President Bush today used Virginia's Shenandoah Valley as a bucolic backdrop to promote a 10-year, $3 billion initiative to bolster the National Park Service.
The proposed public-private investment would include $2.4 billion in federal funds that Bush included in the $2.9 trillion budget he submitted to Congress this week for fiscal 2008.
While his 2008 budget is dominated by a $623 billion funding request for the military, including $141 billion in Pentagon spending for the wars in Iraq and Afghanistan, Bush trumpeted the parks initiative as "important" and urged Congress to approve it.
"Our national parks are really one of America's great treasures," he said. "And the fundamental question is, are we going to be wise enough to treat them as such?"
Bush is seeking a $230 million increase over his 2007 budget request so the National Park Service can acquire more land, better maintain its facilities and hire 3,000 more seasonal rangers, among other projects. The proposed funding increase is the largest in the park service's history.
The initiative, tied to the National Park Service's 100th anniversary in 2016, also seeks to encourage private donations with a $1 billion matching federal grant.
"I hope the citizens' groups who are concerned about the parks beat a hasty trail to the Congress and remind the Congress about what we have done, and what we need to do as good stewards of the parks," Bush said at an event attended by first lady Laura Bush, Interior Secretary Dirk Kempthorne and National Park Service Director Mary Bomar.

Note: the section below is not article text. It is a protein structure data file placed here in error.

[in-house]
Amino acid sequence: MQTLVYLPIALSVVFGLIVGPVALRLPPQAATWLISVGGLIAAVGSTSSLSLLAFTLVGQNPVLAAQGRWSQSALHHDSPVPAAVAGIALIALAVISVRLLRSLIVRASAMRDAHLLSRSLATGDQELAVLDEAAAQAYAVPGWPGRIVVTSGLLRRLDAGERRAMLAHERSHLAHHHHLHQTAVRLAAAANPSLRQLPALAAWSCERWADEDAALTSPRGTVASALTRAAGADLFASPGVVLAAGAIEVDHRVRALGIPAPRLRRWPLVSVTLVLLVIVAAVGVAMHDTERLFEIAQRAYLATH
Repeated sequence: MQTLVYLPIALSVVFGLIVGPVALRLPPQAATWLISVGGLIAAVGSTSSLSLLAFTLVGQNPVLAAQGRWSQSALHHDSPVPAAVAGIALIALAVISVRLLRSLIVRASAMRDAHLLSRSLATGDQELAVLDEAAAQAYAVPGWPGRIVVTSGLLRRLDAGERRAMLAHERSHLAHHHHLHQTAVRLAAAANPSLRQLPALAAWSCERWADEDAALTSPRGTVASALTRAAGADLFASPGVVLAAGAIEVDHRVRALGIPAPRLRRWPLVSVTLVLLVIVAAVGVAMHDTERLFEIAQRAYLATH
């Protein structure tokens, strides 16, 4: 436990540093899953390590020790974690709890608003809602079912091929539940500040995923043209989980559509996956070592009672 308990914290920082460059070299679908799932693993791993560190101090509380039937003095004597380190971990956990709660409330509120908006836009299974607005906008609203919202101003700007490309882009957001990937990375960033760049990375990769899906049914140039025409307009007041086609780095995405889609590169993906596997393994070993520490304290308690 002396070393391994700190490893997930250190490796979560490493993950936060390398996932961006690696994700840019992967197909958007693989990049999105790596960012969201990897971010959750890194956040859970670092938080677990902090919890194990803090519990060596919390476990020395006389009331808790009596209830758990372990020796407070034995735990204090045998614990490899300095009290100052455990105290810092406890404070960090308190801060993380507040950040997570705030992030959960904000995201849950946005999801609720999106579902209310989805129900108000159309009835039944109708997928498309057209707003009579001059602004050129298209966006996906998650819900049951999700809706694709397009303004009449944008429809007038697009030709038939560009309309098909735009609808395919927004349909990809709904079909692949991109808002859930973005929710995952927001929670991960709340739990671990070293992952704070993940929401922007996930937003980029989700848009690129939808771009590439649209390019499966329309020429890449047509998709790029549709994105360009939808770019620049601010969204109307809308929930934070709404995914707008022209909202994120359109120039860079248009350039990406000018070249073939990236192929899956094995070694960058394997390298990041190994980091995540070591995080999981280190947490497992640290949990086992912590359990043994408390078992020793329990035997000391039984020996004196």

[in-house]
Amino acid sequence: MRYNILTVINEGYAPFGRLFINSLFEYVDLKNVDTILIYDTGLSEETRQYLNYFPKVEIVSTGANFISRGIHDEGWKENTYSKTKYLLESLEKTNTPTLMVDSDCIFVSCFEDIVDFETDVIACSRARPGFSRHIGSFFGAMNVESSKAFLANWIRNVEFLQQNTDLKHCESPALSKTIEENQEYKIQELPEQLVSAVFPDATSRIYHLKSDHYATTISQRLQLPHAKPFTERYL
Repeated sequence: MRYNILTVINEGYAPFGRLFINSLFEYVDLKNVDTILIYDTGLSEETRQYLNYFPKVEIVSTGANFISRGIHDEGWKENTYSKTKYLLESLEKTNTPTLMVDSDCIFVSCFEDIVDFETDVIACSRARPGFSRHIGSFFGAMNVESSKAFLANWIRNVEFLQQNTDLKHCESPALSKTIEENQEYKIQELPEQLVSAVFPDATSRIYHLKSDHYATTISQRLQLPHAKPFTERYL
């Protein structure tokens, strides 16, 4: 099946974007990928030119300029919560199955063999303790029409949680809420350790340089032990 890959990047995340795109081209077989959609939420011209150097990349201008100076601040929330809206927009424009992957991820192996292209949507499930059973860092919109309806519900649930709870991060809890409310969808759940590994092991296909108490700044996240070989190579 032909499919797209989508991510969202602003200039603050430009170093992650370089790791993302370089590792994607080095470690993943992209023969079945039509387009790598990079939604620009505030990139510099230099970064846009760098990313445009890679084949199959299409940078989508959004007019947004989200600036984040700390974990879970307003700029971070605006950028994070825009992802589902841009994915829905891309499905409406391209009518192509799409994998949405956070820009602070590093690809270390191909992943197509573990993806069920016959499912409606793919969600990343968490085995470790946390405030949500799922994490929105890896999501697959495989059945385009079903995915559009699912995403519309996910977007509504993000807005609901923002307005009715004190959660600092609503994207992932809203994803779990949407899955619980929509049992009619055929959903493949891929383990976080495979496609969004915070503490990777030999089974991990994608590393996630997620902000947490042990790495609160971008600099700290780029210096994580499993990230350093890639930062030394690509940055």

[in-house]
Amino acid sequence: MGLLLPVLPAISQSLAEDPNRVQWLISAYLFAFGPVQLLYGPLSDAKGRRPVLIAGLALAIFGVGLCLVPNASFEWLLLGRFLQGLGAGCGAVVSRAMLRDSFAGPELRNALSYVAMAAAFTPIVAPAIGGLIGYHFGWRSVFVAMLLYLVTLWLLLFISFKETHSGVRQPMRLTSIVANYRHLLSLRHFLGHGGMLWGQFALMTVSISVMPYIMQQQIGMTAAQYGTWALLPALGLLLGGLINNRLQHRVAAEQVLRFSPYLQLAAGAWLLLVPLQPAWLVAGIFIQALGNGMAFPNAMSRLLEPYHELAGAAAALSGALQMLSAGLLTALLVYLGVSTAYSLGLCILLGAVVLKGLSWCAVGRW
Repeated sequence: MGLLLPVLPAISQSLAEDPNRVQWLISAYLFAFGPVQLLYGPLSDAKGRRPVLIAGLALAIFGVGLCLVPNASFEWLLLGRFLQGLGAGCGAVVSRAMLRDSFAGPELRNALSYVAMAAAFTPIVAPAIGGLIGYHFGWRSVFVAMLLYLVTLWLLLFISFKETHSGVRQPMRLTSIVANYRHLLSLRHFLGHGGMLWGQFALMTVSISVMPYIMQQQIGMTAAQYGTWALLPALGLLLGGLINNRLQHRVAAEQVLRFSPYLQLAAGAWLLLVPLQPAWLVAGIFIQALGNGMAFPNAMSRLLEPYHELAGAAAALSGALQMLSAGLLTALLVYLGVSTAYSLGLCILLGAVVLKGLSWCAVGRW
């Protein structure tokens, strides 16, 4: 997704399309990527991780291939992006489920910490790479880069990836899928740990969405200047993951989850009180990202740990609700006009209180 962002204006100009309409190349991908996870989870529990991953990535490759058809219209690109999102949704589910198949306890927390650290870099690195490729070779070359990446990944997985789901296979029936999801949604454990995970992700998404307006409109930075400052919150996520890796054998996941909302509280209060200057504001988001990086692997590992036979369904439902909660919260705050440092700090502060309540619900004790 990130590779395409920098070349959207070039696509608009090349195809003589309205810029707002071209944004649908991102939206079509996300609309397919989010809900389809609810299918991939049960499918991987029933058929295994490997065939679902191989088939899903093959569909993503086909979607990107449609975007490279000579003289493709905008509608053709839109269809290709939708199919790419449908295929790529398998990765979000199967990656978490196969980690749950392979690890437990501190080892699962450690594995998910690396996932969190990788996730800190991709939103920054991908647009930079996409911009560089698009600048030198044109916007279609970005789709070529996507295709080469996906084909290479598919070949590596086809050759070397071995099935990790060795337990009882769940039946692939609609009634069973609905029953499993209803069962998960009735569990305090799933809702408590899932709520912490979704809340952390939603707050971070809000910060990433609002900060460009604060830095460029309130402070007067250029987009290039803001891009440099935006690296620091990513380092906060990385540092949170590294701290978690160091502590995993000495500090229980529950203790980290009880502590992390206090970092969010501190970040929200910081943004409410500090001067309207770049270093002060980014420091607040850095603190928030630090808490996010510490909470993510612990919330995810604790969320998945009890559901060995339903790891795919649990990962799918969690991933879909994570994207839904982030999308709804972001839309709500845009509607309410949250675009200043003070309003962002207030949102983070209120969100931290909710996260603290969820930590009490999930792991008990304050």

The budget request also includes about $2 million to rehabilitate scenic overlooks at Shenandoah National Park.
White House spokesman Tony Snow suggested at a news briefing today that the media have understated Bush's commitment to environmental issues.
"This is not new," Snow said of the proposed boost in parks funding. "There's been a lot of misreporting. . . . Perhaps folks have not taken notice of the fact that this is an administration that's been keenly committed both to environmentalism and conservationism from the start."